Dixon ready to defend title at Honda Indy Toronto, his ‘home’ race where he has won 4 times
TORONTO (AP) — This just feels like home to Scott Dixon.
The 42-year-old driver from New Zealand often jokes that as the only IndyCar race in a Commonwealth country, the Honda Indy Toronto is essentially in his backyard.
He has won four times on the street course around Exhibition Place, including a dominant performance in 2022, and has the second-most victories in race history. He won both races here in 2013 and again in 2018.
“I think you can never really rest on last year’s performances,” Dixon said. “The track changes over time, right? It’s city streets. What was there one year is definitely going to be different.”
The track has changed since Dixon’s victory a year ago, with the surface between Turns 8 and 11 redone for a smoother ride.
“It looks a lot smoother and a lot more consistent, at least one kind of material,” Dixon said. “Going into Turn 1 looks like they’ve changed a bit too with a pretty big patch going in there. They’ve got a large painted crosswalk there too that would be very slippery, especially if it rains.”
There’s an 80% chance of rain for qualifying Saturday and 40% for the race Sunday, with thunderstorms expected both days.
Dixon, a six-time season champion, is second in the standings, 110 points behind Chip Ganassi Racing teammate Alex Palou of Spain. Palou has 377 points after four victories, two poles, eight top-fives and nine top-10s this season in a Honda.
Dixon has 267 points with five top-fives and eight top-10s. Team Penske’s Josef Newgarden is third with 261.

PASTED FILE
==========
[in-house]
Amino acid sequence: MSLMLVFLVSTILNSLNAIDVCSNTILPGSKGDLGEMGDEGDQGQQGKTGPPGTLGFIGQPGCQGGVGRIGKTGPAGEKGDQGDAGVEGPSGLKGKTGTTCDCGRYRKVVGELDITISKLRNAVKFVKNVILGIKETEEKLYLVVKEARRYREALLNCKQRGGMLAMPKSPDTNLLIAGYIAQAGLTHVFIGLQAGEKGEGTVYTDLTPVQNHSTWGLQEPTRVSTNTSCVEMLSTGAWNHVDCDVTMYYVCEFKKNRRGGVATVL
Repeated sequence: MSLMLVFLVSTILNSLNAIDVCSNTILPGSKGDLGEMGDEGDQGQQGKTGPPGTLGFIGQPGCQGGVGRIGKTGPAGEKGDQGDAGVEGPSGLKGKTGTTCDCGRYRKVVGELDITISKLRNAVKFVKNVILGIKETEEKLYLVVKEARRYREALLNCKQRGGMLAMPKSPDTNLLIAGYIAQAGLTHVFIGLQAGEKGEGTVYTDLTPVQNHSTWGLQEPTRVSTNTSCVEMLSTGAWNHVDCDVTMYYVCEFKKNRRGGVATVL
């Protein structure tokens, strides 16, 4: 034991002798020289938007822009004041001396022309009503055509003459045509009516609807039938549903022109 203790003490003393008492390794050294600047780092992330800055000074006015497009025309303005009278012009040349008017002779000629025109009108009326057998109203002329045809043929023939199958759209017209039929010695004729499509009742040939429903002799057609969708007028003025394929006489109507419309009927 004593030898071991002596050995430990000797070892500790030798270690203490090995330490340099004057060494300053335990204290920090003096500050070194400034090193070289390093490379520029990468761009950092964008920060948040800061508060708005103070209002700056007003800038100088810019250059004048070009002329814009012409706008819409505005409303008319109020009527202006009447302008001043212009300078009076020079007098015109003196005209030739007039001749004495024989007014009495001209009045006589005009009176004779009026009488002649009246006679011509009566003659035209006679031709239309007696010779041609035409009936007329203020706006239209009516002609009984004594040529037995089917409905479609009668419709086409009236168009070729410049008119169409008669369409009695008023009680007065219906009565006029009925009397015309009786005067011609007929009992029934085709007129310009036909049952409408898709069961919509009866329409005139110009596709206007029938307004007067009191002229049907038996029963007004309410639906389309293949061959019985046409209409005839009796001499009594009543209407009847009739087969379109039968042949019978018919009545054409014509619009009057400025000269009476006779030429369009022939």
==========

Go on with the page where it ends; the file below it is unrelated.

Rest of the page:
Devlin DeFrancesco, the only Canadian currently in IndyCar, is tied for 20th. He’s eager to race again in his hometown after making his Toronto debut last year.
“Even coming last year I didn’t feel pressure, I felt more support than anything,” said DeFrancesco, who drives for Andretti-Steinbrenner Autosport. “I’m excited to be back here."
Two-time defending Rolex 24 Hours at Daytona winner Tom Blomqvist will make his IndyCar debut, replacing injured Simon Pagenaud in the No. 60 Honda for Meyer Shank Racing.
Pagenaud, the 2019 Indy Toronto champion, was hurt just over a week ago during practice at Mid-Ohio when his brakes failed, forcing him to spin his car in a desperate attempt to slow down. The car hit a gravel trap on the exit of a corner and rolled seven times as pieces flew into the air before finally coming to rest on its side against a barrier.
Blomqvist learned only Tuesday he would drive in Toronto.
“The only resource I’ve had really is YouTube videos, so yeah, I’m coming on here pretty blind,” said Blomqvist, who talked with Pagenaud about the course. “Simon did say you’ll be fine, track’s not too difficult but then listening to these guys it sounds like he was lying.
“I haven’t really got high expectations of myself.”
Green Savoree Race Promotions, which operates four of the 17 annual IndyCar races, is in the final year of its contract with Penske Entertainment to run the only Canadian event on the schedule. Honda Indy Toronto president Jeff Atkinson said negotiations are going “very well” and that his organization will have an update on the race’s future soon.
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